This recipe for turkey-banana puree is from Connie Lindardakis' Homemade Baby Food: Pure and Simple. I found that the straight meat purees I was making for Isabella were thick and pasty. Adding the banana made the turkey puree moist, and since Isabella (and most other babies) loves bananas, this puree made perfect sense to me.


One boneless turkey breast, cut into 3/4-inch pieces
1/2 ripe banana, peeled


1. Remove any visible fat and skin from the turkey breast, place it into boiling water, and cook it for 20 minutes or until turkey is cooked through.

2. Strain the turkey, and keep about 1 cup of the broth.

3. Puree turkey in the food processor, and add banana.

4. Stream in the broth and pulse the puree until it has a smooth and creamy texture.

Friday, 19 October 2007

Mango and Fresh Apricot Puree

See, I told you that I would a) post more and b) put up some introductory purees, and here I am. In fact, assuming young P continues to nap (2hrs 15mins so far), I'll even put a few up now. Just for you, lovely readers.

One of the ever-present fruits in our house is the mango. I confess, despite my love of fruits, I never bought one single mango prior to P's weaning. I'm a pretty whitebread fruit eater - apples, oranges, bananas, cherries, raspberries, blueberries, and the like. I think because I'm not a fan of a lot of tropical fruits in general, I avoided the poor mango. No more, as P adores them.

Here is a lovely little puree that you can make for the baby and also eat yourself on the sly. This recipe is courtesy of the Baby Healthy Eating Planner (link to the left)

Mango and Fresh Apricot Puree

1 ripe mango
2 fresh apricots

1) Slice the mango, peel the skin off, and cut the flesh into cubes
2) Stone and peel the apricots and cut the flesh into small pieces
3) Put the mango and chopped apricots into a pan. Add 4 tbsp water and cook gently until the mango has broken down and the apricot pieces are sot (approx 5-10 minutes). Cool.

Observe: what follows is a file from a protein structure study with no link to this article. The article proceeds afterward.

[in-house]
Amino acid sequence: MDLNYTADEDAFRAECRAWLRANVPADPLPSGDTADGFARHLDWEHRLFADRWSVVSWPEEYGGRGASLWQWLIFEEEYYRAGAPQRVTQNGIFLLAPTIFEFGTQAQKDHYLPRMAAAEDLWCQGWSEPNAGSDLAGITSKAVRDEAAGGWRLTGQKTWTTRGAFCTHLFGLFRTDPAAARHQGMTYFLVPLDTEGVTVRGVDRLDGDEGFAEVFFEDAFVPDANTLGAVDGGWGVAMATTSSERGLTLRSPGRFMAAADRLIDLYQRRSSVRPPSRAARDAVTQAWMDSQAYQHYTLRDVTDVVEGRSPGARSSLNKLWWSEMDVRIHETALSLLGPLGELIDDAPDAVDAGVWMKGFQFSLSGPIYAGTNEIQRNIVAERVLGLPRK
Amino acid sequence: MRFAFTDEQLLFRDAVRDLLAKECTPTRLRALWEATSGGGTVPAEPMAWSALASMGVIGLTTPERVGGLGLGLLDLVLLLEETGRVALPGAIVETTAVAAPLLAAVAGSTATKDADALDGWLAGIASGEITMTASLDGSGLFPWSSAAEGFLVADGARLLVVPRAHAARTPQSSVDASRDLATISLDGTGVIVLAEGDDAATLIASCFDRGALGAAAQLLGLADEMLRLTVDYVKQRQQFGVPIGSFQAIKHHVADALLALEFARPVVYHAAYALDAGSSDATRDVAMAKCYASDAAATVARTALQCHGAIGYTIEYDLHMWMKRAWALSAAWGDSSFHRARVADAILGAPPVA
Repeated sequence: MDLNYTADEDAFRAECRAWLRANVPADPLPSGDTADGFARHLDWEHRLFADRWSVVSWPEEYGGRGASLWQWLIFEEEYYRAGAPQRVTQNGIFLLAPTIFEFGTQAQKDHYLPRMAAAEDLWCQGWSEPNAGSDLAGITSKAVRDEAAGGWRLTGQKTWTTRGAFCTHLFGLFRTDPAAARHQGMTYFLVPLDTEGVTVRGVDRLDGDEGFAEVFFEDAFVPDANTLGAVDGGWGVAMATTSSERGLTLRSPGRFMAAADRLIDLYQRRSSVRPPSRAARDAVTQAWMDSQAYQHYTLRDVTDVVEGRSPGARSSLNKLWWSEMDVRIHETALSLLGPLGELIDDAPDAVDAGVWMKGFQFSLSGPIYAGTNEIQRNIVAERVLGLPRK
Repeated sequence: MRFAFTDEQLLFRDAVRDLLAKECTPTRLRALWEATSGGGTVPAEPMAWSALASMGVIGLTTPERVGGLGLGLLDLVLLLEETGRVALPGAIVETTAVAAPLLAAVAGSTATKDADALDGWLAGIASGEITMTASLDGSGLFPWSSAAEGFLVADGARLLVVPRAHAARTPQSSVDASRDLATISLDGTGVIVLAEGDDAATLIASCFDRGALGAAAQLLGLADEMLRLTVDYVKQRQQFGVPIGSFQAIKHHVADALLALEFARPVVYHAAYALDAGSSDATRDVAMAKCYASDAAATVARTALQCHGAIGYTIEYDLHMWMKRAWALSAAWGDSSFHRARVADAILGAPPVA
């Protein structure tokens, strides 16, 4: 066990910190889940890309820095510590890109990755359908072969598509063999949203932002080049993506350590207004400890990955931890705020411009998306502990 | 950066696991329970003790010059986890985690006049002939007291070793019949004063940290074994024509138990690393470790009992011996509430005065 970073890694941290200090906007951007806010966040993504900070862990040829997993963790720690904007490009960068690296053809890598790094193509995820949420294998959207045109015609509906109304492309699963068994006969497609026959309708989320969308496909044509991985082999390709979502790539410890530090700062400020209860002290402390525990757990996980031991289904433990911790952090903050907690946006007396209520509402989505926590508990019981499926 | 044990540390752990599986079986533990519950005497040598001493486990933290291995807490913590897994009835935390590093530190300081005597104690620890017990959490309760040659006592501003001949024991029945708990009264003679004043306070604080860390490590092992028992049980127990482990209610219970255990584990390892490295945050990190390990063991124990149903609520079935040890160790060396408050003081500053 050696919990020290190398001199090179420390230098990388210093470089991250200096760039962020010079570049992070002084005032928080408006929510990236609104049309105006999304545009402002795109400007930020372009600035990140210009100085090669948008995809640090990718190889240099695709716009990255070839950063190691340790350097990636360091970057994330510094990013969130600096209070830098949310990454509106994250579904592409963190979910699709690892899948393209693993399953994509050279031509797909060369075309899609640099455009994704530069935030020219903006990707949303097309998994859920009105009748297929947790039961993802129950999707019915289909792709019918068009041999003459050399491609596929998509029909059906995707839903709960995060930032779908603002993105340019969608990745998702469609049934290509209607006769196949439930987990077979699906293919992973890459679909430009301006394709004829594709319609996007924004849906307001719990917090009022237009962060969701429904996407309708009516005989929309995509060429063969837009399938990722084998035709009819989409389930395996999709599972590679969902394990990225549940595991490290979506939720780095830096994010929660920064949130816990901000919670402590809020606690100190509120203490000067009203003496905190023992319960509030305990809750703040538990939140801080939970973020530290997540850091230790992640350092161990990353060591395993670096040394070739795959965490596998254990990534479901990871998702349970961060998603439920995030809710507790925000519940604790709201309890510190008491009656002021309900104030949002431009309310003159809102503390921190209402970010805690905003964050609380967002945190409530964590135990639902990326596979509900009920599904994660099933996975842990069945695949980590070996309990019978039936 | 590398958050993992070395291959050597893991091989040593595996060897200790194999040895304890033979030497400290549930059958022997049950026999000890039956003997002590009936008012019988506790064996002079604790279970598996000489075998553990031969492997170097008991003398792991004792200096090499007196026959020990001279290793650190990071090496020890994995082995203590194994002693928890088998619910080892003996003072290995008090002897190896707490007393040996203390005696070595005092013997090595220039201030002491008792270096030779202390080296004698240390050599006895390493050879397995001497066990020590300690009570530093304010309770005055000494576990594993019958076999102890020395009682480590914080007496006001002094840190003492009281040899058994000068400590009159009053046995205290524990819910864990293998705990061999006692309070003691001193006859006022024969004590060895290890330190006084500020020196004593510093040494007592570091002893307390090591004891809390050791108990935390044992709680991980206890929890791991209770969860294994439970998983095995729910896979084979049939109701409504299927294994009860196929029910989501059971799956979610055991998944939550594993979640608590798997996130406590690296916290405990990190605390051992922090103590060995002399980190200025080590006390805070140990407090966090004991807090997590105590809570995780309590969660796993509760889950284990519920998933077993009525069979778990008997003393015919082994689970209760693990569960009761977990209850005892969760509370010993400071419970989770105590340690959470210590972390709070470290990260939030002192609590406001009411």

4) Whiz the fruits together with a blender/food processor until smooth
5) For a just-weaned baby, pass the puree through a nylon sieve

A note on fruit purees - even if your baby is past the puree stage, I often use fruit purees for a couple different purposes. Sometimes P has toast, and as jams and jellies are loaded with sugar, I spread some fruit puree on toast with (no salt) butter, and she loves it. Additionally, I often buy plain, full-fat Greek yoghurt and mix in the fruit puree of choice. If some of you have a large freezer reserve of purees you think you won't need after your baby moves onto more textured foods, you're wrong, there are plenty of ways to incorporate them later. In fact, P is in the rejection stage with so many vegetables, the only way to get them in her is to puree them and add them to other meals.

Happy eating!

Corn Avocado Soup

Ages and ages ago we had our first Mush contribution from EJW of the late blog Wiscadoo. As I am a huge slacker I neglected to put it up here before now, sorry EJW!

Corn Avocado Soup

"I made this soup (stolen from Rachael Ray) for the grownups last night and gave my son (almost 9 months) a taste and he ended up eating half a bowl! Jalapenos and all! It was quick and easy and good and good for us and not a bland, boring, baby puree. We all win!"

4 avocados
1 jalepeno
1.5 C corn kernels (patted dry- this seemed weird, but made sense later)
2C. chicken broth or water
salt and pepper

"Chop garlic and cilantro, doesn't have to be too fine, it's gonna get blended. Cook the garlic until it smells good. Toss in the avocado and jalepeno and broth/water. Use a hand blender to puree (or do the whole thing in a food processor). Cook the corn kernels until they roast a little bit, then toss into the soup. I blended these, too, but you could keep them whole for some texture. Season and serve with a little reserved corn and cilantro for garnish (or not, if you're lazy like me). We made some feta crostini and it was the perfect summer dinner."